... hemolytic streptococci may also cause orbital cellulitis. Orbital cellulitis infections in children may get worse very quickly and ... in the space around the eye. An orbital cellulitis infection can get worse very quickly. A person with ...
Thermal stress analysis of space shuttle orbiter subjected to reentry aerodynamic heating
NASA Technical Reports Server (NTRS)
Ko, William L.; Fields, Roger A.
1987-01-01
A structural performance and resizing (SPAR) finite-element computer program and NASA structural analysis (NASTRAN) finite-element computer programs were used in the thermal stress analysis of the space shuttle orbiter subjected to reentry aerodynamic heating. A SPAR structural model was set up for the entire left wing of the orbiter, and NASTRAN structural models were set up for: (1) a wing segment located at midspan of the orbiter left wing, and (2) a fuselage segment located at midfuselage. The thermal stress distributions in the orbiter structure were obtained and the critical high thermal stress regions were identified. It was found that the thermal stresses induced in the orbiter structure during reentry were relatively low. The thermal stress predictions from the whole wing model were considered to be more accurate than those from the wing segment model because the former accounts for temperature and stress effects throughout the entire wing.
Navigation Accuracy Guidelines for Orbital Formation Flying
NASA Technical Reports Server (NTRS)
Carpenter, J. Russell; Alfriend, Kyle T.
2004-01-01
Some simple guidelines based on the accuracy in determining a satellite formation s semi-major axis differences are useful in making preliminary assessments of the navigation accuracy needed to support such missions. These guidelines are valid for any elliptical orbit, regardless of eccentricity. Although maneuvers required for formation establishment, reconfiguration, and station-keeping require accurate prediction of the state estimate to the maneuver time, and hence are directly affected by errors in all the orbital elements, experience has shown that determination of orbit plane orientation and orbit shape to acceptable levels is less challenging than the determination of orbital period or semi-major axis. Furthermore, any differences among the member s semi-major axes are undesirable for a satellite formation, since it will lead to differential along-track drift due to period differences. Since inevitable navigation errors prevent these differences from ever being zero, one may use the guidelines this paper presents to determine how much drift will result from a given relative navigation accuracy, or conversely what navigation accuracy is required to limit drift to a given rate. Since the guidelines do not account for non-two-body perturbations, they may be viewed as useful preliminary design tools, rather than as the basis for mission navigation requirements, which should be based on detailed analysis of the mission configuration, including all relevant sources of uncertainty.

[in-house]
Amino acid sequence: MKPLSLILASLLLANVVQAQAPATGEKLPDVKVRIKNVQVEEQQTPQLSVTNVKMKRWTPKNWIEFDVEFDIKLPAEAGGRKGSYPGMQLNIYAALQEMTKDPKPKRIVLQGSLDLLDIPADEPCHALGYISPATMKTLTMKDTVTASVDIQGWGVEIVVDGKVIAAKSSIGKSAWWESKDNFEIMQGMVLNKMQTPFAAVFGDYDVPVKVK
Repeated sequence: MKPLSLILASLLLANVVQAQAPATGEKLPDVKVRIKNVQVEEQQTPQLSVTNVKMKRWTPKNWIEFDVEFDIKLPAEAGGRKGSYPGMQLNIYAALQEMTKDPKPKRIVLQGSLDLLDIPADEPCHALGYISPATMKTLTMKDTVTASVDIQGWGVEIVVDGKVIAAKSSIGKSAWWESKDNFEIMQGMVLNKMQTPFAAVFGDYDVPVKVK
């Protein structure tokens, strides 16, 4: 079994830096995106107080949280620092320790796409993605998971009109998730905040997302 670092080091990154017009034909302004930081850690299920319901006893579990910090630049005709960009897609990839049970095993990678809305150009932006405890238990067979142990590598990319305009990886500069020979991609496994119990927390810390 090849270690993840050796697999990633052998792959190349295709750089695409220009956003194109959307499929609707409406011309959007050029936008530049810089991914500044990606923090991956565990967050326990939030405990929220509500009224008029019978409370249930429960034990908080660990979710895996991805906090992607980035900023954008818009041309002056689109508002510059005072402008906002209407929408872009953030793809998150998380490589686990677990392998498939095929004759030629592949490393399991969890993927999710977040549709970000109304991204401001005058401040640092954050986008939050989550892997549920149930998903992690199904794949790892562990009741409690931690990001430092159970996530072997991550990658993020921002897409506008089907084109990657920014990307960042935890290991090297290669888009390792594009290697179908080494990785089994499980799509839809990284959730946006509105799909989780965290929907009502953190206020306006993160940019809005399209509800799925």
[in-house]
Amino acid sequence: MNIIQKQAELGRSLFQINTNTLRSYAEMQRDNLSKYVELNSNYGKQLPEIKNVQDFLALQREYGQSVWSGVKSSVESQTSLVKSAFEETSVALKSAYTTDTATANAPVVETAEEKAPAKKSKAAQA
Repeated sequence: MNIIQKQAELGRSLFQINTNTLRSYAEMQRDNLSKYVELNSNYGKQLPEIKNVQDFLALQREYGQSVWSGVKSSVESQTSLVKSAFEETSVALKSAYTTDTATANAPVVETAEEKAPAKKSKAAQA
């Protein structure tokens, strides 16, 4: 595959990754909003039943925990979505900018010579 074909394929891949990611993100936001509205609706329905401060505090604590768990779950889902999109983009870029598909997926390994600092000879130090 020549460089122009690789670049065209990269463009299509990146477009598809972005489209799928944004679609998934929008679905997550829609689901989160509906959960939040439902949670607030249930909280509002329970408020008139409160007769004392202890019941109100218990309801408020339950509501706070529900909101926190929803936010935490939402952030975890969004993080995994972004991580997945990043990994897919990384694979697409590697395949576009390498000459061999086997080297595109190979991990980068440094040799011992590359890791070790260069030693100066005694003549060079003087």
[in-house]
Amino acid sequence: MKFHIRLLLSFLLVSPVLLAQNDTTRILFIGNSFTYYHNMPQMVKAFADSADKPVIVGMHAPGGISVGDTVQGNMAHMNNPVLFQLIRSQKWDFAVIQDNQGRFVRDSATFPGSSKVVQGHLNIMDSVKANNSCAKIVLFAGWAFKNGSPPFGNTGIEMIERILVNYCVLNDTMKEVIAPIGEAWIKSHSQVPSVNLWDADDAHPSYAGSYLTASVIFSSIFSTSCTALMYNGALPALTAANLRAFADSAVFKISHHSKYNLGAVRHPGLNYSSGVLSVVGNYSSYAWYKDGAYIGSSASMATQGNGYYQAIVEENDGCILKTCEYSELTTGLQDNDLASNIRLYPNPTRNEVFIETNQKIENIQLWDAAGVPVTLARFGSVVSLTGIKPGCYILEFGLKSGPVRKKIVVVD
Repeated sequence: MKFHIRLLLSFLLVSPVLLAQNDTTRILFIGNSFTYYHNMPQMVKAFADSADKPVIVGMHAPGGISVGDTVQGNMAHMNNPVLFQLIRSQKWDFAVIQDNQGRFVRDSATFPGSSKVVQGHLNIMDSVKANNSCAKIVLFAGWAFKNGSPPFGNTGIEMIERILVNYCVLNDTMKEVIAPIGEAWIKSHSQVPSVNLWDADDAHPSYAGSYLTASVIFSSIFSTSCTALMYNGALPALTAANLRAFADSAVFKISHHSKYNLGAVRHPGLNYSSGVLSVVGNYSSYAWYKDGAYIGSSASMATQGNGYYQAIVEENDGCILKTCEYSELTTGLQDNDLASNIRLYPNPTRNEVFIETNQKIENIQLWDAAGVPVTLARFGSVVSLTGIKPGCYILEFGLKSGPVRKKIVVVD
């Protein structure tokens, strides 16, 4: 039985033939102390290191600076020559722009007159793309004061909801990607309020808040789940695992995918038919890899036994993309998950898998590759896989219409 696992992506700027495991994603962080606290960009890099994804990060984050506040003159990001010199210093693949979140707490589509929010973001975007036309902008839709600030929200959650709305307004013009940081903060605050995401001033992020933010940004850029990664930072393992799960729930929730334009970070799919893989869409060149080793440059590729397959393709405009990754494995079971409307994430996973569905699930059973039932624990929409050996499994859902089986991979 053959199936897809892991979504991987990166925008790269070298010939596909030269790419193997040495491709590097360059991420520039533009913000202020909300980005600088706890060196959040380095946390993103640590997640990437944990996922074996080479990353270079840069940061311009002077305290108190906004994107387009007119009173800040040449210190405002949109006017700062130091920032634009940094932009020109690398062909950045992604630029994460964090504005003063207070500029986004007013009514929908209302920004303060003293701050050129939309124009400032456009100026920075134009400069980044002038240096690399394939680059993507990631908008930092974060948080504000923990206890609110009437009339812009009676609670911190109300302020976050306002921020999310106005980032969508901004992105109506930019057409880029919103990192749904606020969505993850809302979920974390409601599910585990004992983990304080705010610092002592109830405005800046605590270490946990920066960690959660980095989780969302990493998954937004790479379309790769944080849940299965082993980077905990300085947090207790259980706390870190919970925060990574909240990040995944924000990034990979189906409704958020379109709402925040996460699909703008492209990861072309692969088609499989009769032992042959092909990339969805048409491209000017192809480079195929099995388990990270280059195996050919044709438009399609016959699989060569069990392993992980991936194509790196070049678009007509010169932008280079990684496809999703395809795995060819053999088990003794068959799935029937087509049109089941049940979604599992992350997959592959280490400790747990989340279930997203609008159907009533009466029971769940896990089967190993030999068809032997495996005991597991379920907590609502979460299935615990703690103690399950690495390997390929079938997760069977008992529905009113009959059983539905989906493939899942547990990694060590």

NASA Astrophysics Data System (ADS)
Fernández-Seivane, L.; Oliveira, M. A.; Sanvito, S.; Ferrer, J.
2006-08-01
We propose a computational method that drastically simplifies the inclusion of the spin-orbit interaction in density functional theory when implemented over localized basis sets. Our method is based on a well-known procedure for obtaining pseudopotentials from atomic relativistic ab initio calculations and on an on-site approximation for the spin-orbit matrix elements. We have implemented the technique in the SIESTA (Soler J M et al 2002 J. Phys.: Condens. Matter 14 2745-79) code, and show that it provides accurate results for the overall band-structure and splittings of group IV and III-IV semiconductors as well as for 5d metals.